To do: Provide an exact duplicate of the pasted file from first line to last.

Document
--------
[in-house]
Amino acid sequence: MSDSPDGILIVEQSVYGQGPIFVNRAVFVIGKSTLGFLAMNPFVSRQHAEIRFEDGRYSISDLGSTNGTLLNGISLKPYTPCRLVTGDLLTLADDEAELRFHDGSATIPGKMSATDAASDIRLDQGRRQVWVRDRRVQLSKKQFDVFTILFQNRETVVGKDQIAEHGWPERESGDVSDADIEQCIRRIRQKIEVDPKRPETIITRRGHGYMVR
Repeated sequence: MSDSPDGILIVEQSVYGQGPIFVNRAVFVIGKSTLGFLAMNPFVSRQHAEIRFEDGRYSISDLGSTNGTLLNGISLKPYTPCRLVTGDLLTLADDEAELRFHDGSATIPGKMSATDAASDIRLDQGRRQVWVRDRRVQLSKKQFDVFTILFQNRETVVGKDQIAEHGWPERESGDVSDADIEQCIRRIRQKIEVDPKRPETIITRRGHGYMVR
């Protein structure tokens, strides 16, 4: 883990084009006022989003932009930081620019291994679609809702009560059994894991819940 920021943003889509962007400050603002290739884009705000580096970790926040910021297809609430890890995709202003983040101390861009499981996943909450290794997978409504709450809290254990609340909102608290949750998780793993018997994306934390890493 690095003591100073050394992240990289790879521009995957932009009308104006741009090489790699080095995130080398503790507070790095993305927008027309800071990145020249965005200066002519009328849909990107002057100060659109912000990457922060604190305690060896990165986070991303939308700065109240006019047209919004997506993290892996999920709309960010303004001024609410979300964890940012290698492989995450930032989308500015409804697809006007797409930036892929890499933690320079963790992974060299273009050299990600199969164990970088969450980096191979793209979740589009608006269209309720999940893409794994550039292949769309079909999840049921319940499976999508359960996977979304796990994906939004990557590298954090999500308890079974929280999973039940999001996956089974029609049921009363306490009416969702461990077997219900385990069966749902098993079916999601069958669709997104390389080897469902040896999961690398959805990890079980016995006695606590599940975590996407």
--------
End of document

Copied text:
[in-house]
Amino acid sequence: MSDSPDGILIVEQSVYGQGPIFVNRAVFVIGKSTLGFLAMNPFVSRQHAEIRFEDGRYSISDLGSTNGTLLNGISLKPYTPCRLVTGDLLTLADDEAELRFHDGSATIPGKMSATDAASDIRLDQGRRQVWVRDRRVQLSKKQFDVFTILFQNRETVVGKDQIAEHGWPERESGDVSDADIEQCIRRIRQKIEVDPKRPETIITRRGHGYMVR
Repeated sequence: MSDSPDGILIVEQSVYGQGPIFVNRAVFVIGKSTLGFLAMNPFVSRQHAEIRFEDGRYSISDLGSTNGTLLNGISLKPYTPCRLVTGDLLTLADDEAELRFHDGSATIPGKMSATDAASDIRLDQGRRQVWVRDRRVQLSKKQFDVFTILFQNRETVVGKDQIAEHGWPERESGDVSDADIEQCIRRIRQKIEVDPKRPETIITRRGHGYMVR
């Protein structure tokens, strides 16, 4: 883990084009006022989003932009930081620019291994679609809702009560059994894991819940 920021943003889509962007400050603002290739884009705000580096970790926040910021297809609430890890995709202003983040101390861009499981996943909450290794997978409504709450809290254990609340909102608290949750998780793993018997994306934390890493 690095003591100073050394992240990289790879521009995957932009009308104006741009090489790699080095995130080398503790507070790095993305927008027309800071990145020249965005200066002519009328849909990107002057100060659109912000990457922060604190305690060896990165986070991303939308700065109240006019047209919004997506993290892996999920709309960010303004001024609410979300964890940012290698492989995450930032989308500015409804697809006007797409930036892929890499933690320079963790992974060299273009050299990600199969164990970088969450980096191979793209979740589009608006269209309720999940893409794994550039292949769309079909999840049921319940499976999508359960996977979304796990994906939004990557590298954090999500308890079974929280999973039940999001996956089974029609049921009363306490009416969702461990077997219900385990069966749902098993079916999601069958669709997104390389080897469902040896999961690398959805990890079980016995006695606590599940975590996407």